Multiple Sclerosis: Pathogenesis and Treatment Options

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Multiple Sclerosis, widely referred to as MS, is a lifelong, progressive medical condition that affects the central nervous system. There are currently around two million people worldwide that suffer from the condition and it is currently incurable. It affects both white and grey matters of the CNS and it’s underlying neuropathology leads to loss of myelin/oligodendrocyte complex, as well as neuronal and axonal degeneration. It can cause minor or serious disability, and although it may be possible to treat the symptoms, MS sufferers also have a slightly reduced average life expectancy. The condition is most commonly diagnosed within people in their 20s and 30s, however it may develop at any age, and it is more commonly found in women than men.

The National Institute of Neurological Disorders and Stroke in the United States report that vision problems are often the initial symptom of MS. This is due to inflammation affecting the optic nerves. Changes in vision include, blurriness, double vision, colour-distortion, loss thereof and pain when looking up or to the side. Other symptoms include; weakness and fatigue, tingling and numbing sensations within the arms, legs, fingers and face, pains (both short and long term) and spasms, and dizziness or loss of balance. The vast majority of people with MS also experience some degree of bladder dysfunction. Bladder issues occur when lesions affect nerve signals that control the bladder and urinary function.

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Although the aetiology of multiple sclerosis is elusive, the pathogenesis has been derived from the basic CNS tissues of MS patients. There is still ongoing research into the autoimmune nature of MS, however it is well established that the immune system participates in the destruction of myelin and nervous cells. The destruction of myelin (demyelination), inflammation, and potential defects in synaptic transmission and putative circulating blocking factors are the main causes of the negative symptoms associated with MS.

Despite the disease process in multiple sclerosis appearing to be directed mainly against glial cells, the clinical features arise primarily from the electrophysiological consequences for axons. This can result in many different effects, from axonal hyperexcitability, spontaneous generation of spurious ectopic impulses, and even a complete conduction block. While the conduction block arises from factors such as demyelination, hyperexcitability represents a maladaptive response to demyelination, involving an inappropriate balance of ion channels across the segment of the demyelinated membrane. In MS, myelin-forming oligodendrocytes are the targets of inflammatory and immune attacks. OLG death by apoptosis or necrosis causes the cell loss seen in MS plaques.

Plaques of inflammatory demyelination within the central nervous system are the pathologic hallmark of multiple sclerosis, and the myelin destruction is a vital element of this plaque. Lesions are comprised of many pathologic and immunologic features. Acute MS plaque represents the earliest stage of lesion formation. It is characterised by inflammatory infiltration, combined with demyelination which is distributed throughout the lesion. Typical features of the acute plaque include ill-defined margins of myelin loss, infiltration of immune cells and parenchymal edema. The constituents of immune cell influx around vessels (termed perivascular cuffing) include lymphocytes (predominantly T cells), monocytes and macrophages. A portion of major histocompatibility class II (MHCII)-expressing cells that are distributed evenly throughout the lesion, are loaded with lipids and participate in actively stripping the myelin from axons. While oligodendrocyte apoptosis has been observed the degree of oligodendrocyte loss within active lesions can be variable. Complement C5 promotes axon preservation and new myelin formation, which protect OLGs from apoptosis. These findings indicate that activated complement C5b-9 plays a proinflammatory role in acute MS but may also protect OLGs from death in chronic MS. Glial reactivity throughout the lesion is noted, particularly hypertrophic astrocytes. However, dense glial scarring is not typical of the acute plaque.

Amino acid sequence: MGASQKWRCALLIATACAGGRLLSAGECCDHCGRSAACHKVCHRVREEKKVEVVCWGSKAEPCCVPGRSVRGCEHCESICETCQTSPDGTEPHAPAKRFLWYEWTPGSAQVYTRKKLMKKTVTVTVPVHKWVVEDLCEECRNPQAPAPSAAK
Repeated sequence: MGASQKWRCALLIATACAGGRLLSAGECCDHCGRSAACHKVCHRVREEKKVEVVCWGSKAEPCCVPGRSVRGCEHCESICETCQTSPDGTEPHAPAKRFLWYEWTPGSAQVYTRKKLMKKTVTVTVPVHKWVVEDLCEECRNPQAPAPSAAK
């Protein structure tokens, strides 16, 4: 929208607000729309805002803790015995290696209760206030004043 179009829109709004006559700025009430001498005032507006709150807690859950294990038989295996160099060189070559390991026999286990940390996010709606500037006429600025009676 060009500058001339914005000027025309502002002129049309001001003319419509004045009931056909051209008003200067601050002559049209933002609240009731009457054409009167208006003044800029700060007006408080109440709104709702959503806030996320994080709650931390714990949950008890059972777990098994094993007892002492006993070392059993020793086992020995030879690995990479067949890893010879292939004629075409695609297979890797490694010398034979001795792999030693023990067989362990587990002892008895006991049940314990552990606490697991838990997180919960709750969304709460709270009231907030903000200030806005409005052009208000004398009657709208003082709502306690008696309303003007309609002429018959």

Inflammatory mediators, such as axonal degeneration, and synaptic dysfunction resulting from cortical lesions are also large contributors towards the pathophysiology of multiple sclerosis. Specifically, these can be linked to some of the more major functional deficits, such as numbness, paralysis and blindness. The variety in the symptoms of multiple sclerosis can be partly explained due to the conduction properties of affected axons, though the explanation for these are mainly anatomical. This is due to the distribution of lesions in different patients, meaning that a magnitude of separate pathways are disturbed, which results in the diversity of the symptoms.

The main cause of relapse or remission of multiple sclerosis (loss of function) is the failure of axonal conduction at the site of a lesion. Function is lost frequently in inflammatory demyelinating lesions, as several mechanisms are operating, each of which can be a contributing factor towards conduction block. Other causes of remission can arise from a range of mechanisms. including restoration of conduction due to the resolution of inflammation, axolemmal plasticity restoring conduction to the demyelinated axon, adaptive synaptic changes, and repair by remyelination. Unfortunately, over time these compensatory processes become less effective and axonal degeneration becomes a more dominant issue.